The ICC’s has further big weaknesses. Apart from its huge cost and drawn-out procedures, it is dependent on others to help arrest suspects. Any referral to the ICC would come at a time when Syria is in a state of domestic chaos. One wonders therefore how or when President Bashar al-Assad would be physically brought before such a tribunal and whether such a referral is a useful device in a “transitional” situation that is currently observed in Syria? In the past effective “executive action” against a suspect has been brought about only in a post conflict situation.

Finally the current rhetoric again raises the issue of the precise role of the court in an “on going peace and human security process” and raises the question of whether the inclusion of a judicial process will help or hinder the processes within the U.N. Is Navi Pillay suggesting and outsourcing responsibility for peace or using an independent court as a political weapon?

There can be no doubt the role justice can play in conflict situations but there are different means to securing justice. The ICC is a vital part of the “morally impressive” international effort to eliminate the persistent climate of impunity for those state actors who have previously committed the very worst atrocities against their own people behind the shield of national sovereignty. Also individual accountability remains perhaps one of the most enduring legal elements of the post 1945 legal world. But there are situations where prosecution may defer to national programs of non-prosecutorial alternatives (Truth Commissions or other democratically adopted good faith programs that creatively advance accountability objectives). A prosecution before the ICC is only one of the many means of assisting post conflict countries to come to terms with their own pasts.

While many side with the view that no international institution is, or possibly can be, beyond the pale of politics, the ICC clearly views its judicial work as apolitical. In a 2007 policy paper, Luis Moreno-Ocampo, the Court’s Chief Prosecutor wrote that “there is a difference between the concepts of the interests of justice and the interests of peace and…[the] matter of international peace and security is not the responsibility of the Prosecutor; it falls within the mandate of other institutions.”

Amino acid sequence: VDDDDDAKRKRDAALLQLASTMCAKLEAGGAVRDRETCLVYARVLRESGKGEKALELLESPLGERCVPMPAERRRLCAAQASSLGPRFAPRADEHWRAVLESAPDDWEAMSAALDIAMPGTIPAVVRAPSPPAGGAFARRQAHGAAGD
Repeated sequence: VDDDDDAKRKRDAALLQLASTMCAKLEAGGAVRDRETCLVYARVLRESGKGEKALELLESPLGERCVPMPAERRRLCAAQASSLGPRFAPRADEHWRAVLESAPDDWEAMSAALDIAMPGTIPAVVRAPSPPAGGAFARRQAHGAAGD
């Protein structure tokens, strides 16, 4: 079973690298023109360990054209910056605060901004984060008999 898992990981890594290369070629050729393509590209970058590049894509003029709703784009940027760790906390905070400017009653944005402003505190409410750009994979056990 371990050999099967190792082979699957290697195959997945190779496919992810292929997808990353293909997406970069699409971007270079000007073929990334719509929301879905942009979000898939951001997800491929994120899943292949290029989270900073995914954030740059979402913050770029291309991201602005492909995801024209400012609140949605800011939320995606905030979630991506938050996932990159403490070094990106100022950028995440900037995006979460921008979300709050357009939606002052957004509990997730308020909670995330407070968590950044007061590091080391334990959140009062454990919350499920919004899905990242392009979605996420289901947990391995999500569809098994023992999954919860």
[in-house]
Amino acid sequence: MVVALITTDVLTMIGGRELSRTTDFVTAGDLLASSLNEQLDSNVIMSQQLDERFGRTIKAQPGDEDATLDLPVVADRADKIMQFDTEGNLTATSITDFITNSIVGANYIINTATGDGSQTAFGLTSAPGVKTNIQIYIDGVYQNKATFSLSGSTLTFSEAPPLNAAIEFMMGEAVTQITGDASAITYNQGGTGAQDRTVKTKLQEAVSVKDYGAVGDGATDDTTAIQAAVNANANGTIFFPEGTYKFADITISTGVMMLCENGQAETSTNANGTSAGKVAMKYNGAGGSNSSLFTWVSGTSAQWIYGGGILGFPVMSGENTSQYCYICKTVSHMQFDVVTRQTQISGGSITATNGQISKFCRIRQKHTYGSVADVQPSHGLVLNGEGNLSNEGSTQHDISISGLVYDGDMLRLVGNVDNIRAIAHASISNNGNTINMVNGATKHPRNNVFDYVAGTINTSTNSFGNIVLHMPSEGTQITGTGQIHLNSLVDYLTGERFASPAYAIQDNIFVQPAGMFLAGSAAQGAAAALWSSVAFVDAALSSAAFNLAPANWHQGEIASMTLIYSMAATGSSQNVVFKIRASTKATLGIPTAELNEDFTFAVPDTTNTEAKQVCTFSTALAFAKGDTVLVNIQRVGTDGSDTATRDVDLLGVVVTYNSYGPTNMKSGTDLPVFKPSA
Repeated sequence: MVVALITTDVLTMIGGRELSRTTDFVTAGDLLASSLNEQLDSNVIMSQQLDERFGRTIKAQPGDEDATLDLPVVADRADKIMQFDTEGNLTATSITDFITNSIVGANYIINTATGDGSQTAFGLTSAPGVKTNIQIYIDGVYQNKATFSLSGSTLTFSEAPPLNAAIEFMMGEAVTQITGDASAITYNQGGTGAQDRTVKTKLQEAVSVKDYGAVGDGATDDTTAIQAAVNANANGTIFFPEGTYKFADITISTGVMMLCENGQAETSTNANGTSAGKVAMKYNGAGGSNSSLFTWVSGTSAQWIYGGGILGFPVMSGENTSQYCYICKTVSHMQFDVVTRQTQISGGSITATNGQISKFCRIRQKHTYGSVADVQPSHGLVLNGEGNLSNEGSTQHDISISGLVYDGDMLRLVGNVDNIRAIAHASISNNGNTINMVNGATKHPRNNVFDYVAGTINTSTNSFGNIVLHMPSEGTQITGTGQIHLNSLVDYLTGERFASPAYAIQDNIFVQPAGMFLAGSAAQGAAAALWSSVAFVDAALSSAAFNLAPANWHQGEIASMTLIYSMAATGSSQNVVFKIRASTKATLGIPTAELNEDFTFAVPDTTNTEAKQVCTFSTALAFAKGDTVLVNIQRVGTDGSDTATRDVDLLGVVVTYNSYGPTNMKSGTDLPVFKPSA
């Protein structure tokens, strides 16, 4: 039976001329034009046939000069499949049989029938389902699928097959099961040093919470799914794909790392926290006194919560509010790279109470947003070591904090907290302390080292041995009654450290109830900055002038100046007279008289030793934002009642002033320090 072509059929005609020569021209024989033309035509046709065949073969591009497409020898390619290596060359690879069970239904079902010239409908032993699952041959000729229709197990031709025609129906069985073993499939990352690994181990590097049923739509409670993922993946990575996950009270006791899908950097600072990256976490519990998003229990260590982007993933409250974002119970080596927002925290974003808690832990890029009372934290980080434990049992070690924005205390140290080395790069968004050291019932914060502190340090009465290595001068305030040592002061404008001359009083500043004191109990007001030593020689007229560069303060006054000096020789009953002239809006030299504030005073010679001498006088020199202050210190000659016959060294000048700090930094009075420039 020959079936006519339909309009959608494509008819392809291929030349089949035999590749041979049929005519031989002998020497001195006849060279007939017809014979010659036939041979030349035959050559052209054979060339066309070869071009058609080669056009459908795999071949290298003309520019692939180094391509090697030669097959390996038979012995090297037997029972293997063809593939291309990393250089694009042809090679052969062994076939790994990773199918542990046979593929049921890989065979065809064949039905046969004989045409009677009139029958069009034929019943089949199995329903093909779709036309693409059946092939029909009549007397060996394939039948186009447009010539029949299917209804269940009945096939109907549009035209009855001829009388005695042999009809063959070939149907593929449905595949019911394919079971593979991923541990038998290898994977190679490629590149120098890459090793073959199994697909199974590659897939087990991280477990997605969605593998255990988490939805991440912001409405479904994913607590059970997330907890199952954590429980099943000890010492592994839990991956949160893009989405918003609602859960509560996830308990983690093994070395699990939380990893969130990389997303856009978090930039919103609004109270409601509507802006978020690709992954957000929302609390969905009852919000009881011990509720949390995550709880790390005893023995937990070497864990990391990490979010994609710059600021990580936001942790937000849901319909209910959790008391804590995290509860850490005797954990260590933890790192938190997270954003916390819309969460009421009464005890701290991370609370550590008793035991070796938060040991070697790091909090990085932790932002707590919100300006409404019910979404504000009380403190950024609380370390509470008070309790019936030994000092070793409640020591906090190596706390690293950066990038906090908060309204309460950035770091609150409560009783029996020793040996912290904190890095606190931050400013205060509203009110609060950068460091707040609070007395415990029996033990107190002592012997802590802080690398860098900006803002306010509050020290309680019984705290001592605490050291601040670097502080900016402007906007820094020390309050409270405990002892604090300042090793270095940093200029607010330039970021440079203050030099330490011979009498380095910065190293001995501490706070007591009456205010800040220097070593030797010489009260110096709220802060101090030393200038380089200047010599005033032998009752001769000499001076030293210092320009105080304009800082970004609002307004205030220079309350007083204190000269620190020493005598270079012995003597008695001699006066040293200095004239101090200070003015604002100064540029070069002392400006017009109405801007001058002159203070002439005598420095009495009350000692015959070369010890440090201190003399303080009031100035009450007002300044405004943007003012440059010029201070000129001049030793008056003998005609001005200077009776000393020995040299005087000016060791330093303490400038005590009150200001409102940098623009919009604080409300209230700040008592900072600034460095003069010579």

Ultimately responsibility for peace must lay directly at the feet of the Security Council, not the Court. There is little doubt that a large part of the Syrian civil population need the commitment and solidarity of the international community and especially the UN Security Council. However, what Syrians do not need is the Security Council outsourcing responsibility to the ICC at the expense of on-going political engagement.





[3] The Council is composed of five permanent members — China, France, Russian Federation, the United Kingdom and the United States — and ten non-permanent members, currently: Azerbaijan, Colombia, Germany, Guatemala, India, Morocco, Pakistan, Portugal, South Africa and Togo

[4] Each Council member has one vote. Decisions on procedural matters are made by an affirmative vote of at least nine of the 15 members. Decisions on substantive matters require nine votes, including the concurring votes of all five permanent members. This is the rule of "great Power unanimity", often referred to as the "veto" power. The exercise of the veto was roundly condemned by the American ambassador to the United Nations Susan Rice and UK ambassador to the UN Lyall Grant who insisted every effort had been made to ease Russian and Chinese misgivings over the wording of the resolution

[5] The initial count showed that the resolution, which is similar to one Russia and China vetoed in the Security Council on February 4, received 137 votes in favour, 12 against and 17 abstentions, though three delegations said their votes failed to register on the electronic board


[7] Within the text of the report of Security Council 6627th Meeting (Night) BASHAR JA’AFARI (Syria) said that “the unprecedented, aggressive language resorted to by certain representatives against the leaders of his country underscored what he had previously said — that Syria was being targeted, not because of any humanitarian concerns, but because of the prejudice in certain Western capitals against his country’s independent political positions”.  He listed assassinations of prominent Syrians, including university deans, which had been carried out by what he called “terrorist armed groups” in his country.  He also cited some 800 officials and citizens that had been killed by such groups, which had targeted the State and important institutions. 

[8] Article 41 States The Security Council may decide what measures not involving the use of armed force are to be employed to give effect to its decisions, and it may call upon the Members of the United Nations to apply such measures. These may include complete or partial interruption of economic relations and of rail, sea, air, postal, telegraphic, radio, and other means of communication, and the severance of diplomatic relations

[9] The Rome Statute of the International Criminal Court (International Criminal Court Statute or the Rome Statute) is the treaty that established the International Criminal Court (ICC). It was adopted at a diplomatic conference in Rome on 17 July 1998 and it entered into force on 1 July 2002.

[10] The ICC is a treaty-based Court. The ICC only has jurisdiction over those states which sign and ratify the Rome Statute. In practice, this means that the ICC can only independently open investigations into situations in those states which have agreed to open their territory to the jurisdiction of the Court. Where this is not the case, the ICC requires the UN Security Council to refer the situation, as has been the case with Darfur and Libya.

[11] 29 November 2000